||This literature review concerns insect responses to fire, compared to other feasible and appropriate conservation managements of open habitats. Many insect groups decline markedly immediately after fire, with the magnitude of reduction related to the degree of exposure to the flames and mobility of the insect. Niche diversity is lower in recently burned habitat, and the rate of insect increase following fire also relates to the species’ ability to gain access to the regrowing vegetation. Postburn flora can be quite attractive to some recolonizing insects, possibly to some degree a result of fire-caused insect mortality which provides plants with short-term release from insect herbivory. Insect declines may follow immediately after mowing, but usually of lesser degree and shorter duration than after a fire of comparable timing and size. Season and scale of cutting may affect how much and which species showed positive or negative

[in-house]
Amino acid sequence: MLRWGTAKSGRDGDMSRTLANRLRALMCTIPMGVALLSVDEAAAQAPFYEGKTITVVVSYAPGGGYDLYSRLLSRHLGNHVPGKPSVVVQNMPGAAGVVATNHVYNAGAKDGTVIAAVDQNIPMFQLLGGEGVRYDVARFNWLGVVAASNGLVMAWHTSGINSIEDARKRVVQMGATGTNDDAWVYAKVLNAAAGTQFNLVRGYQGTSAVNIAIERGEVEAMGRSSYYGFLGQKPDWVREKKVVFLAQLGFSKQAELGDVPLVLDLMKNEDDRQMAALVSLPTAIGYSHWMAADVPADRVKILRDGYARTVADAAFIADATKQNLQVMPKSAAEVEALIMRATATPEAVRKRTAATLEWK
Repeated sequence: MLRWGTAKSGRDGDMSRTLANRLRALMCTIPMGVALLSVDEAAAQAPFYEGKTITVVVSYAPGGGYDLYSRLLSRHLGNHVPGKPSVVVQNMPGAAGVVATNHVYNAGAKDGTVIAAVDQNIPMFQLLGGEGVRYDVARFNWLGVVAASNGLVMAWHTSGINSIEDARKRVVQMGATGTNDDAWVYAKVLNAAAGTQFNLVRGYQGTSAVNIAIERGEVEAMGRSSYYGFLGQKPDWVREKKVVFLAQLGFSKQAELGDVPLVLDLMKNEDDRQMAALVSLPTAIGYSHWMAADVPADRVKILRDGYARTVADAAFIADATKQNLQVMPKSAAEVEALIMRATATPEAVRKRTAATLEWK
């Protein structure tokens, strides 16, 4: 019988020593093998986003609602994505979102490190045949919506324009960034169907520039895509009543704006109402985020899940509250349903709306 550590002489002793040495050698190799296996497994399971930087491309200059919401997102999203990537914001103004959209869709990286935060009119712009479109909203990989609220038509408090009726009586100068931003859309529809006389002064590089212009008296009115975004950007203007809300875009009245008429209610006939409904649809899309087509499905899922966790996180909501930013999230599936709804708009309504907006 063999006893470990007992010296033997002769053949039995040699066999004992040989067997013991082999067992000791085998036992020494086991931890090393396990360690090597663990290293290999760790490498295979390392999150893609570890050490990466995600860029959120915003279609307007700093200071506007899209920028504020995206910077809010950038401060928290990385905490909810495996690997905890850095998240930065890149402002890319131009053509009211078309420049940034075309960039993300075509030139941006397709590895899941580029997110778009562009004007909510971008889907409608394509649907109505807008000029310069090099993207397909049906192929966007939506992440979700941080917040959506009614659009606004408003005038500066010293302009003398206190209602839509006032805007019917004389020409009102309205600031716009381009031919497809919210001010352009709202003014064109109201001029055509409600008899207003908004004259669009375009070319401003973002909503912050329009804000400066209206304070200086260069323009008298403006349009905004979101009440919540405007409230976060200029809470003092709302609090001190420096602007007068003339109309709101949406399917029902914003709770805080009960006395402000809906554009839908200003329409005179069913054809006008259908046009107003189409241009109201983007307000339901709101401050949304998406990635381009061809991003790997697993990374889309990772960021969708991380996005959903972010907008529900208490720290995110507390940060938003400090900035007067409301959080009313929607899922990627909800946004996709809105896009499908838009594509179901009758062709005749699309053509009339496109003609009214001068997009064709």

responses. Cut areas offer the vegetational structure and composition preferred by some insects, but cutting – or cutting at certain scales, seasons, or frequencies – may also be unfavorable for some species. Heavy grazing results in niche and assemblage simplification. Nonetheless, some invertebrates prefer the short
turfs and bare ground resulting from heavier grazing. Other species vary in whether they peak in abundance and diversity in intermediate, light, or no grazing. In comparisons of mowing/haying and grazing regimes of similar compatibility with maintenance of the same habitat types, responses of particular species and species groups varied as to whether they had a preference for one or the other. Characteristics associated with insect responses to fire related to the degree of exposure to lethal temperature and stress experienced in
the post-fire environment, suitability of post-treatment vegetation as habitat, and ability to rebuild numbers in the site (from survivors and/or colonizers). These factors appear equally useful for explicating insect responses to other managements such as haying, mowing, and grazing. By contrast, the assumption that the most habitat-restricted species will be most adapted to ecological forces believed to be prevalent in that ecosystem appears less efficacious for predicting insect management preferences.